By Michelle Mady
‘Tis the season for all of the occasional gear (that is taking up half of my basement) to come up and show itself throughout my home. There are lights and garland; trees and stockings; throw pillows and decor for every room. As much as I love making my house a winter wonderland, decorating in any way with a toddler can be difficult.
When adding winter decor and holiday additions to homes with young children, a bit of extra thought needs to be put into everything. What items can come out of storage? Where do these decorations go? How can we balance safety, decor and sanity?
Candles are a beautiful part of many holiday traditions. Menorah candles light the room, Advent wreaths are lit to celebrate the holiday, and lanterns are alive with the celebration. But an open flame around children can be a recipe for disaster. Either you never light them, missing out on the beauty, or you light them and constantly worry about its placement compared with your child’s ability to climb.
But an open flame around children can be a recipe for disaster. Either you never light them, missing out on the beauty, or you light them and constantly worry about its placement compared with your child’s ability to climb.
Using battery operated, or electric candles, can give you the best of both worlds. It gives you the full holiday feeling without the safety concern. It can also be used to expose your child to candles, holding boundaries as if they are flames, but with less risk. Reinforcing the rules around these safe options may help them to be more comfortable being around candles next year.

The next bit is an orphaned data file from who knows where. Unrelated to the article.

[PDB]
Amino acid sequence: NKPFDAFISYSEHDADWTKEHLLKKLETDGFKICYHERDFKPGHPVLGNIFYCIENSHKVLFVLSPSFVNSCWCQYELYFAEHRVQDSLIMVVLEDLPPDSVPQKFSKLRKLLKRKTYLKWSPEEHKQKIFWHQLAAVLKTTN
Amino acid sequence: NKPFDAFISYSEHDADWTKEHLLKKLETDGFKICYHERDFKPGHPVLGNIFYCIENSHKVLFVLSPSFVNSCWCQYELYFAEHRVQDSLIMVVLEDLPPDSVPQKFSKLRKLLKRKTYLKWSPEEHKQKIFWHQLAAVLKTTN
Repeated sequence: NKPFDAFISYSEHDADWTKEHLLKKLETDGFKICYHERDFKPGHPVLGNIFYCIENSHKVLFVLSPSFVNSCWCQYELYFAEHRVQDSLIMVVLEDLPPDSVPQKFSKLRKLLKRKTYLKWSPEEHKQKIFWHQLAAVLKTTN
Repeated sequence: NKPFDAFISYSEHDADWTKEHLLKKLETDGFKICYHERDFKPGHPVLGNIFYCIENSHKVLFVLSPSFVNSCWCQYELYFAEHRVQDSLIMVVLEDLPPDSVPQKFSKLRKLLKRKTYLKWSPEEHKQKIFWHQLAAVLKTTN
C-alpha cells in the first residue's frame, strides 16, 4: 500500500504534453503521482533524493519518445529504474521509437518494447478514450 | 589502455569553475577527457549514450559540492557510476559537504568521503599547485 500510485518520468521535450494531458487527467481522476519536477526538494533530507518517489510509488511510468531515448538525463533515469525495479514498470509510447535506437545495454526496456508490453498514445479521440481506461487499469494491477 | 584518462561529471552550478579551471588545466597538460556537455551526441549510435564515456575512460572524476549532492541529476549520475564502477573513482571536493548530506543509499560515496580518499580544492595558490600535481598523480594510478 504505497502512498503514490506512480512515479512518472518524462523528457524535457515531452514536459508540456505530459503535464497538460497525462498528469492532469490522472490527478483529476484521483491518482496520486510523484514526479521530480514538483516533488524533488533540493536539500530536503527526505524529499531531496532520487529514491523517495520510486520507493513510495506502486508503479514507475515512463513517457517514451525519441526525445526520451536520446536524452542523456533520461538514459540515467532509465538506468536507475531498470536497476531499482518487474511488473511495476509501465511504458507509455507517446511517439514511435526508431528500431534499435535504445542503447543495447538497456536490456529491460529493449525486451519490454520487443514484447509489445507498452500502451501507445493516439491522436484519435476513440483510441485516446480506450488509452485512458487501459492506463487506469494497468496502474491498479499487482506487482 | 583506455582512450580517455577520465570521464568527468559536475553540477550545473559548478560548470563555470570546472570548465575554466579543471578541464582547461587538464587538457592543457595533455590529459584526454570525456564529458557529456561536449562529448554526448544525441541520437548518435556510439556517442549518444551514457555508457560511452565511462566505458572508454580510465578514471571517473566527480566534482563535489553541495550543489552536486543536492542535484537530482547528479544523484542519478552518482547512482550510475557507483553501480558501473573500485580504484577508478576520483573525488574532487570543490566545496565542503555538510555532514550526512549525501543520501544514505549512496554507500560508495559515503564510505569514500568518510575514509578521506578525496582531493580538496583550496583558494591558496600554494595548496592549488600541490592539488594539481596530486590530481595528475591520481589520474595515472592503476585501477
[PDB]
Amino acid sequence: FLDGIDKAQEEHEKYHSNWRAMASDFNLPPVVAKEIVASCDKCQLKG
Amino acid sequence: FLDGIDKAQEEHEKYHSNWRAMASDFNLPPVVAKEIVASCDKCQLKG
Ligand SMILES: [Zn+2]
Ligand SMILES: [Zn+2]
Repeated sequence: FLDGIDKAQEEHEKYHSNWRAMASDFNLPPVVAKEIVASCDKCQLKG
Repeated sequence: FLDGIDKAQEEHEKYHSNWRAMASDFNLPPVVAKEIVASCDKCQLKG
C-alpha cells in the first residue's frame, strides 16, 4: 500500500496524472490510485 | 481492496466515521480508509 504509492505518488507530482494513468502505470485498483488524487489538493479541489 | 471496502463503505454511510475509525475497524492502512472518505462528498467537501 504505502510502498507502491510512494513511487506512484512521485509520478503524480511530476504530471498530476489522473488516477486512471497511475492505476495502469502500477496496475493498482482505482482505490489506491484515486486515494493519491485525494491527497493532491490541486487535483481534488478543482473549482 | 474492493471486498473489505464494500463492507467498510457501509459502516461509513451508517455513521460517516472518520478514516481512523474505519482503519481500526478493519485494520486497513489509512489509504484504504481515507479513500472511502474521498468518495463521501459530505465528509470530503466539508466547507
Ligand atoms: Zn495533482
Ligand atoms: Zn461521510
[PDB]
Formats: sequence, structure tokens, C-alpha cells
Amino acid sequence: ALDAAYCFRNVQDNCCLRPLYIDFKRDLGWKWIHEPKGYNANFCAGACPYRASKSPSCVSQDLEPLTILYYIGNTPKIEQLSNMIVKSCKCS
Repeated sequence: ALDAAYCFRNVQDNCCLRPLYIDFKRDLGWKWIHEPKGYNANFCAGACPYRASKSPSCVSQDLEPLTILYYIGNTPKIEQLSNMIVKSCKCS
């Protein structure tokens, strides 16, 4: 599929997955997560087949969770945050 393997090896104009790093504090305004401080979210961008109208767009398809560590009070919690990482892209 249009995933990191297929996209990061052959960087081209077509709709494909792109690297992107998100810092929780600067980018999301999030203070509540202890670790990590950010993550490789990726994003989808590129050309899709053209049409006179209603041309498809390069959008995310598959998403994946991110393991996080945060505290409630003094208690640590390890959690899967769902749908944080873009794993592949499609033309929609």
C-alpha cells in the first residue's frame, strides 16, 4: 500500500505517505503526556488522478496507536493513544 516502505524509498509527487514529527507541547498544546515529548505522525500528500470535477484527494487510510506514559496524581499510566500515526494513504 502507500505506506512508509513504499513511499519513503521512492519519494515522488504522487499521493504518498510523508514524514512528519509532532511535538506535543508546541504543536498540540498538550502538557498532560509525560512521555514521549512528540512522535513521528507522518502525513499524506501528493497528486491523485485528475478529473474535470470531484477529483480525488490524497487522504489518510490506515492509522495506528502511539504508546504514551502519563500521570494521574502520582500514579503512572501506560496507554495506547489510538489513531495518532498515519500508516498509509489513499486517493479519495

Are you fully Pinterest inspired and love to decorate your tree in a way that belongs in an HGTV house? If those decorations are important to you, think about putting them somewhere that supports minimal interaction. A playroom is not the best place for the award-winning ornament, and the kitchen table, where nightly dinner is served, isn’t where your family heirloom centerpiece goes. Consider a place that is less traveled by your toddler.
If space is limited and your toddler and magazine cover decor need to occupy the same space (first of all, I am in awe of your commitment), there are some tricks to help balance the two in harmony.
Wrap some large boxes in fun wrapping paper and place them around the tree. It becomes a barrier between your decor and child, but also adds to the fun of holiday decorating. X-Pen crates are a great option as well, building a fence around the untouchable. Add some pipe cleaners and fabric strips for your child to play with!
If You Can’t Beat ‘Em, Join ‘Em!
On the other hand, if you are not attached to your decor being just right, have your toddler help out! Fill the bottom half of the tree with soft, kid friendly ornaments. Bring out the Little People Nativity set. A child decorated Menorah brings a new level of fun to the holiday. Allowing some areas of toddler interaction will help them to feel involved while keeping some other decorations untouched.
Find a happy medium. Grab a felt tree with velcro ornaments and hang it on your child’s wall. Countdowns to the holiday can help a child feel a bit more in control. Allow playful times with some items to balance out the “nos” that come with the holidays. Holiday family fun can be hard to manage, keeping the adults and children happy and included. But by including safety precautions, boundaries and a little flexibility, the holidays can be beautiful!
About the author: Michelle is a mom of 5 children ranging in age from 5 to 15. As a toddler and preschool teacher, she shares experiences, activities and guidance to other parents, as both a parent and as a professional early childhood educator, at any stage of their parenting journey.
Photo credit: iStock.com/miodrag ignjatovic